Literary Analysis : Native Guard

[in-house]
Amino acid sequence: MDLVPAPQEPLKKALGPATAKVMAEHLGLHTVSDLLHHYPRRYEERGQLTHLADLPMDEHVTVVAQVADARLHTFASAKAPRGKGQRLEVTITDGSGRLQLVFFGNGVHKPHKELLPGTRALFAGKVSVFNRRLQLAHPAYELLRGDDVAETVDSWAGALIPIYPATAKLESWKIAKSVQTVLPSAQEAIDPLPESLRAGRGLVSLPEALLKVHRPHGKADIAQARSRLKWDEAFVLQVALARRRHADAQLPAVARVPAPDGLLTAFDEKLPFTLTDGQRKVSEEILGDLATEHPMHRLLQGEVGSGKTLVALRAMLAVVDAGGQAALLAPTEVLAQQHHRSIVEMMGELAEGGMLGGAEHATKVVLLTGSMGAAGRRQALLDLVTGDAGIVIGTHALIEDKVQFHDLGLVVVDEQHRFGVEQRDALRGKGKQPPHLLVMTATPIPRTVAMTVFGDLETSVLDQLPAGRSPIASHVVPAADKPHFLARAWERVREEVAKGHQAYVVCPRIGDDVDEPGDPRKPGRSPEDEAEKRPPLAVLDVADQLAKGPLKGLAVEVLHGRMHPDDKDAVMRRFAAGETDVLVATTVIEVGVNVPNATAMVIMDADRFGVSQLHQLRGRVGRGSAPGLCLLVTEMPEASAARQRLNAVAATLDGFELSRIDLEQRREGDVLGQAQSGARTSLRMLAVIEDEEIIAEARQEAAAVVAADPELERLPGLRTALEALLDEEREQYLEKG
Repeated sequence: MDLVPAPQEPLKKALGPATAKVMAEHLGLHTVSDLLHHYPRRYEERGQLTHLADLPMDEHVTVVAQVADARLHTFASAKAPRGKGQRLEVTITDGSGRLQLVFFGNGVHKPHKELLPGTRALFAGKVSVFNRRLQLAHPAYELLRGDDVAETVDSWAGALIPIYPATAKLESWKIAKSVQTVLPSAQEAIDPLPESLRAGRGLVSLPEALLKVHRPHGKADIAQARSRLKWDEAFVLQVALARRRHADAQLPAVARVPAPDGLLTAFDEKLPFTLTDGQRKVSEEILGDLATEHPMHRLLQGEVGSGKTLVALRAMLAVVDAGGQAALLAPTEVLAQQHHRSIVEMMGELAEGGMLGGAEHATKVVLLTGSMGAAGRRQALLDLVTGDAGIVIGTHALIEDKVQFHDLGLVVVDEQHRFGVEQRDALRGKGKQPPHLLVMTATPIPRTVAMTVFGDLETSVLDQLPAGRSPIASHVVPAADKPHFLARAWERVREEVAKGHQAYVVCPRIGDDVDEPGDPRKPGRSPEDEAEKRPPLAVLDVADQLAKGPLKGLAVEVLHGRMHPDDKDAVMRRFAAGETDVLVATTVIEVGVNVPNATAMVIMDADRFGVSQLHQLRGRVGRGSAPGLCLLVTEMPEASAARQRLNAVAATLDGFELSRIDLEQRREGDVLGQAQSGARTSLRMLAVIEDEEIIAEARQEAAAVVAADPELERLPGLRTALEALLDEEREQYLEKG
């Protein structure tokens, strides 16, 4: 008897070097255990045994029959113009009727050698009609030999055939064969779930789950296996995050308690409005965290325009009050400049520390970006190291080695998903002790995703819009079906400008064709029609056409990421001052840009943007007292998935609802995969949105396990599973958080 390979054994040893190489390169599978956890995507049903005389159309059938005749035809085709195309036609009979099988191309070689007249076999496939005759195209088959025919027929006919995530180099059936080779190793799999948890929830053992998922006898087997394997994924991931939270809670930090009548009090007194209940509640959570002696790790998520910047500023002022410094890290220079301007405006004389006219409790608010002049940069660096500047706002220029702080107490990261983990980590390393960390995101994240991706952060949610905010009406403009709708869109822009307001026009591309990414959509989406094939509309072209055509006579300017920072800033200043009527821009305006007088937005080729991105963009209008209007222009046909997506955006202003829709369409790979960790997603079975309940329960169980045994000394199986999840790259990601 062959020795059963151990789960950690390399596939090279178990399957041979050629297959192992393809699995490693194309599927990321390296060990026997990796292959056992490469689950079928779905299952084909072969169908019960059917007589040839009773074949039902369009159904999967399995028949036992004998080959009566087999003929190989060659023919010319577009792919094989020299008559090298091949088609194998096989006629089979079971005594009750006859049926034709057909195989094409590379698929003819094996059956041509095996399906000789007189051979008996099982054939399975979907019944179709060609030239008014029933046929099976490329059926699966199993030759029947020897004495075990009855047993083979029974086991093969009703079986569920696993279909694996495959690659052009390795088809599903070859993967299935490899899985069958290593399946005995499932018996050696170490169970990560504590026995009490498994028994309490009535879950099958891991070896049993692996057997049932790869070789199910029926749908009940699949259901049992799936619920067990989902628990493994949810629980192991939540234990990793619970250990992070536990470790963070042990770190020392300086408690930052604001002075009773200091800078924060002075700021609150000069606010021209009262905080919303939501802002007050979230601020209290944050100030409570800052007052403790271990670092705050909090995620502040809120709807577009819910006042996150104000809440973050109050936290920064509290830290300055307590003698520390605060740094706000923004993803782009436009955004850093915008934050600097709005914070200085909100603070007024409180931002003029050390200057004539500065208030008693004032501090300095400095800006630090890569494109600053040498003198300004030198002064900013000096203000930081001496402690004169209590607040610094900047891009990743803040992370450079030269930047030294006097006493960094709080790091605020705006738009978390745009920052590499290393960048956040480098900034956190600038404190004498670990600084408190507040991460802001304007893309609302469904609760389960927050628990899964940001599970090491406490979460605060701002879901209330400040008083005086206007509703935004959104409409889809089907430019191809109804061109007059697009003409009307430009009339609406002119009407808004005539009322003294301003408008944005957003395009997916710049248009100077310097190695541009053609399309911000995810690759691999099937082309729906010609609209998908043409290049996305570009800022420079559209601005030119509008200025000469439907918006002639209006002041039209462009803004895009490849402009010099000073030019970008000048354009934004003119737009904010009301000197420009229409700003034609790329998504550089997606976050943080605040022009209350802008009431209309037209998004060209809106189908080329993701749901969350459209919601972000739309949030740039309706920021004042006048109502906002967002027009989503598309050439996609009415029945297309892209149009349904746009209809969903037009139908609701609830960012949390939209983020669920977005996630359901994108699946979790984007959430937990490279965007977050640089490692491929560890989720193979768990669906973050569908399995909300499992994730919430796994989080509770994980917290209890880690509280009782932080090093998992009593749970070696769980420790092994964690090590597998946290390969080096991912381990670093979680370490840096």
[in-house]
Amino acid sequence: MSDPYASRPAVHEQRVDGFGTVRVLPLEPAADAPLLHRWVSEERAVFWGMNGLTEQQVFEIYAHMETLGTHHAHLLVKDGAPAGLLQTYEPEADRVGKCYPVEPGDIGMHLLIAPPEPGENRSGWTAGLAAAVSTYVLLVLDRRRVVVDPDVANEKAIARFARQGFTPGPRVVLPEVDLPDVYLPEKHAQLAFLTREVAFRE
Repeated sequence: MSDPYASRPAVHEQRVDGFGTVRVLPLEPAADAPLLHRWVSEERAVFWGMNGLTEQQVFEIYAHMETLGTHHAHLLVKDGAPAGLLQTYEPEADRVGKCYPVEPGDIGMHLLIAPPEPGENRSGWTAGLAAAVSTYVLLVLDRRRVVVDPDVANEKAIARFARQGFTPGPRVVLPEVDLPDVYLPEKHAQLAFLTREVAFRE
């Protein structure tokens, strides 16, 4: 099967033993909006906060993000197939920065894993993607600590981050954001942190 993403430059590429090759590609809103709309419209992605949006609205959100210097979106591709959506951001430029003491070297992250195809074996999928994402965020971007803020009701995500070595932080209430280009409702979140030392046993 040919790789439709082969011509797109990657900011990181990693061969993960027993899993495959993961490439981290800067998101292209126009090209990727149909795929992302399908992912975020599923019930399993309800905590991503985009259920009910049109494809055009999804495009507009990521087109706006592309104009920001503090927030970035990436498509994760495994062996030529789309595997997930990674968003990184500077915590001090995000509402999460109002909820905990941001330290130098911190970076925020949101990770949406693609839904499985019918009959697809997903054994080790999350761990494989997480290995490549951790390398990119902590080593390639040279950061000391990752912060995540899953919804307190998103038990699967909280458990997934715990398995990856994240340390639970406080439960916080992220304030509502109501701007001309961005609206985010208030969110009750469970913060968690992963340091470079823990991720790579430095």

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Most struggles are silent, they go into our bank of memories and are used to shape each of us, voicing your most painful memories is more than laying your past for others to look at and examine. Voicing your most painful memories is opening yourself entirely, letting others look in. Natasha Trethewey uses her confusion and hurt that she experienced as pieces for an artwork that has yet to be painted. By writing Native Guard, Trethewey recreates herself like a disjointed collage. Using gut-wrenching poetry as her medium, she uses her words to represent a self portrait of her struggles, giving the reader a chance to realize Trethewey’s emotions during a time in which she had a difficulty realizing them for herself, thus helping the audience to project who they believe Trethewey to be. Instead of showing herself to the reader offhandedly, Trethewey uses her own complex emotions to establish intimacy with the audience, as if you experience her emotions as raw as she writes them. In her poem, “After Your Death,” Trethewey seems to walk you through her actions, “I found it half eaten, the other side / already rotting, or - like another I plucked / and split open - being taken from the inside,” (13). When you look at this at face value, it seems meaningless, monotonous, and something that shouldn’t be included in a poem about mourning, however Trethewey lets her emotions and thoughts seep through specific words of the poem. With phrases such as “rotting,” “split,” and “plucked” you can see a hidden aggressiveness that only shows itself after seeing how negative they sound with their hard consonants and uncomfortable imagery. The closer you read, the more you can see Trethewey’s emotions at hand. By creating this connection between the ... ... middle of paper ... ...ds herself lets the reader understand the author is not just a character of her own book, but that she is in every poem she writes, and finally while you read the last page, you can understand Trethewey on a human level. And this is what she wanted, she wanted to recreate herself over and over again throughout the collection so she could discover who she is with the readers, the journey is taken together. Overall, Natasha Trethewey’s Native Guard is written to take each reader on an adventure through her own reflections. While some books are used to let the reader change, this collection has the reader as a companion as they watch Trethewey transform through every poem and chapter. This kind of self-creation is cathartic for Trethewey, and helps her sift through complicated events and emotions to come about reborn, free of the hurt that had plagued her previously.
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